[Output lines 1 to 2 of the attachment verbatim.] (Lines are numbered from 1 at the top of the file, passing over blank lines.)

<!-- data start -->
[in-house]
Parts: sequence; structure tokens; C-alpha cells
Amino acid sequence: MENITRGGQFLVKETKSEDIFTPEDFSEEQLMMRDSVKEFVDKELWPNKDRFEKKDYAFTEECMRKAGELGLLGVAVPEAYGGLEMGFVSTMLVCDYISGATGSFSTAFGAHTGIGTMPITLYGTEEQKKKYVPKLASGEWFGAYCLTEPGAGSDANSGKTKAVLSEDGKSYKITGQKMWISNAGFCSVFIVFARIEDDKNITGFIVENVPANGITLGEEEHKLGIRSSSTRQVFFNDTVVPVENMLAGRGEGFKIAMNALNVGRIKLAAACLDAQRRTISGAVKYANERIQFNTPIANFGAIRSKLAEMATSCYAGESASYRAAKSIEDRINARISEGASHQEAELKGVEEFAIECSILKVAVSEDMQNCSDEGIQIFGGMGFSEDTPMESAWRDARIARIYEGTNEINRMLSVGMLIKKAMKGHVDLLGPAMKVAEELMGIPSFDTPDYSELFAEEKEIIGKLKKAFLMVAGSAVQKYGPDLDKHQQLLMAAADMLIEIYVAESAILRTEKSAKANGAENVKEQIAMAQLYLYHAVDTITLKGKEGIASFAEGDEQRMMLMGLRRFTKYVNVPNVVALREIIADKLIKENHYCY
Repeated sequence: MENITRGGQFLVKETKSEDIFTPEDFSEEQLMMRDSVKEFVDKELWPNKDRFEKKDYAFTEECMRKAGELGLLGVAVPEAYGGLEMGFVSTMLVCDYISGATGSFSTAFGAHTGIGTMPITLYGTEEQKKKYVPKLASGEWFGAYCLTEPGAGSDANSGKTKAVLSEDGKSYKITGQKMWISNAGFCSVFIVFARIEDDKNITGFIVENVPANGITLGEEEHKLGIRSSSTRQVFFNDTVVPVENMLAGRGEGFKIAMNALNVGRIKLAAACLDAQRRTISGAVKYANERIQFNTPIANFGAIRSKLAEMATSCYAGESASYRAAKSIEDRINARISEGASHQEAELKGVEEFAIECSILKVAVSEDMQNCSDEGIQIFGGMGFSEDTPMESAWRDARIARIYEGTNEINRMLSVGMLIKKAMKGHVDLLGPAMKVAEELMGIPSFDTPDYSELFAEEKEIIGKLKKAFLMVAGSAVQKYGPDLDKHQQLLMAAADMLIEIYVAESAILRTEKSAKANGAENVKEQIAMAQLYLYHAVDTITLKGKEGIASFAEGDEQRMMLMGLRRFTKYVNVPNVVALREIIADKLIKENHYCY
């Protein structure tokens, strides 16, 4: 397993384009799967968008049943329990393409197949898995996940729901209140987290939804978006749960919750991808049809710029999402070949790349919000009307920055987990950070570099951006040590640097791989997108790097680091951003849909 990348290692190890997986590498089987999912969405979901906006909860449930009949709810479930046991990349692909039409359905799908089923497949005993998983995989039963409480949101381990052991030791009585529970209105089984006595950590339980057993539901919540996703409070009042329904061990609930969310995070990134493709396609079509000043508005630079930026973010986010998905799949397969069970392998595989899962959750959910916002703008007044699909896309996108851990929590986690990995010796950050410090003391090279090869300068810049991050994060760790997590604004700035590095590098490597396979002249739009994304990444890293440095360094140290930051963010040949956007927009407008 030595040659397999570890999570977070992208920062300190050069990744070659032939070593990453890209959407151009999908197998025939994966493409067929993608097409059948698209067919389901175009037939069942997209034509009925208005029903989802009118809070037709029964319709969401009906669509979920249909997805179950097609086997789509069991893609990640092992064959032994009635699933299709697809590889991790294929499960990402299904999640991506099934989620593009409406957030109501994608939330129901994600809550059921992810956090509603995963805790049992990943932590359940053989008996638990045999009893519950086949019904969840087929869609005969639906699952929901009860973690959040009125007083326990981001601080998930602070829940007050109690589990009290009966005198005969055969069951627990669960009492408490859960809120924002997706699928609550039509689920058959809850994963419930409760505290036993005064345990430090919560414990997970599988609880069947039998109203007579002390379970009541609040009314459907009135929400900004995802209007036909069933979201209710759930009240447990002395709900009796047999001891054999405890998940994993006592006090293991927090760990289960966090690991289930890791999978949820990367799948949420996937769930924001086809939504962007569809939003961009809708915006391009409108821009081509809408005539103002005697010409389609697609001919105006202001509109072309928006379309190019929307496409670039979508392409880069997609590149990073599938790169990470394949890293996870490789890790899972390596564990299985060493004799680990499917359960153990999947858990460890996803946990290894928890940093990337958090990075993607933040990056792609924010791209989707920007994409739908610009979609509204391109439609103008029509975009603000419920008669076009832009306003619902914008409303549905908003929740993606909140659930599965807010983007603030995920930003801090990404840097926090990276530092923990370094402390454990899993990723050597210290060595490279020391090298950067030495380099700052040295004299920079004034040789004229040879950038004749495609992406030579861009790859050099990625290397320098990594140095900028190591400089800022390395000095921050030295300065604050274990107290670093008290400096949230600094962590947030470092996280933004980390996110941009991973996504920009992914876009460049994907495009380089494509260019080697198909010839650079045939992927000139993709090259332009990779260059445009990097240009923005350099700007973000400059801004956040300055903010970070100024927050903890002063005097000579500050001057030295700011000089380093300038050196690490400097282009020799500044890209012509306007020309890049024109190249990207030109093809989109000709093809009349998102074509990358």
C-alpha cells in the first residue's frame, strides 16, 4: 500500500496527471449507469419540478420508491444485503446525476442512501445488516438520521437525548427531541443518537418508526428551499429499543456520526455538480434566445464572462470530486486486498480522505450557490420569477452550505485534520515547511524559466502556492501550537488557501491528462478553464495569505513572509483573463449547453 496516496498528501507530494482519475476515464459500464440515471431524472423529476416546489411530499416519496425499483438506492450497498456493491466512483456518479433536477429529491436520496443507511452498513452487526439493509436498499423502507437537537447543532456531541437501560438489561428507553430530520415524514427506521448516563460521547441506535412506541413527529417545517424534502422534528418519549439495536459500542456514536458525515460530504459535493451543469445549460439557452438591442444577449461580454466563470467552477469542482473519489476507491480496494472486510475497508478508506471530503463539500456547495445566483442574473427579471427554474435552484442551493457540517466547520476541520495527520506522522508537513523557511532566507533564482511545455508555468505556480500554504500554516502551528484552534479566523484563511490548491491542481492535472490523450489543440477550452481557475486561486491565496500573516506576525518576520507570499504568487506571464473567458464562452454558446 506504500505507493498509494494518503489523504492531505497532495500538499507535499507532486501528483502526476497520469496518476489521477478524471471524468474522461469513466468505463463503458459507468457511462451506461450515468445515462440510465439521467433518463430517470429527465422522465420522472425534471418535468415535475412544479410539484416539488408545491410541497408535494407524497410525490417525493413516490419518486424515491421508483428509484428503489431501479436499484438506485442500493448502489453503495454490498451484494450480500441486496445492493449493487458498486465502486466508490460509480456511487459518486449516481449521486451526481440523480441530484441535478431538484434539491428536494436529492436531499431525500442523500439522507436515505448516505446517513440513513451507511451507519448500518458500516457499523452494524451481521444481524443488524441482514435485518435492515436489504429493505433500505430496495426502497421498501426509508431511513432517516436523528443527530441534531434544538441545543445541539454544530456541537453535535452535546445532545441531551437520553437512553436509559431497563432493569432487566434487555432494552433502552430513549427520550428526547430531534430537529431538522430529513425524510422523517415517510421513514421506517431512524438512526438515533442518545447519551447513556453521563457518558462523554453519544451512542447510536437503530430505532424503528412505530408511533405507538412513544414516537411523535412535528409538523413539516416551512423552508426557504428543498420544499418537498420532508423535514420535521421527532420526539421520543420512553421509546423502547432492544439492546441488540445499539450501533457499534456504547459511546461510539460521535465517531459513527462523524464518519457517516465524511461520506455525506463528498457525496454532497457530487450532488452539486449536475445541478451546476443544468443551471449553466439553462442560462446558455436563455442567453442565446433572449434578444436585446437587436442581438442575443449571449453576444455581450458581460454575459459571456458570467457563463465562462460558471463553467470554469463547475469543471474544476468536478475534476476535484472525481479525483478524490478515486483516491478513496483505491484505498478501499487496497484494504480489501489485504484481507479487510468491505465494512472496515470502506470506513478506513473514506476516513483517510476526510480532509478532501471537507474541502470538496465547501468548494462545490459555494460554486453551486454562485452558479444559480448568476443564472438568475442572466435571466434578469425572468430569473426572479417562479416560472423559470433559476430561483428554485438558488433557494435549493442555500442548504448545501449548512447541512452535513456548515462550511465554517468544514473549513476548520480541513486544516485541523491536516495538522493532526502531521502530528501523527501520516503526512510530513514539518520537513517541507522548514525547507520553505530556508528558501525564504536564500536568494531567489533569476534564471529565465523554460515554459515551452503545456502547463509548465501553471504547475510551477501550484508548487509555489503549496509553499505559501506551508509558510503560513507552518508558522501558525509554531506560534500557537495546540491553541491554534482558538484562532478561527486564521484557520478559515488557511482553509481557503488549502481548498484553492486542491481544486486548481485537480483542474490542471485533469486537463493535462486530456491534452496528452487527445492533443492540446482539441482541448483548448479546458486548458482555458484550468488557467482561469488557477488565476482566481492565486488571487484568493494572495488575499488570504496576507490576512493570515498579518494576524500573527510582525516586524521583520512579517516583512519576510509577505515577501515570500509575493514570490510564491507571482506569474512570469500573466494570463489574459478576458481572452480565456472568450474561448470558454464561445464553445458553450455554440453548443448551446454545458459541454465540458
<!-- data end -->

[in-house]
Parts: sequence; structure tokens; C-alpha cells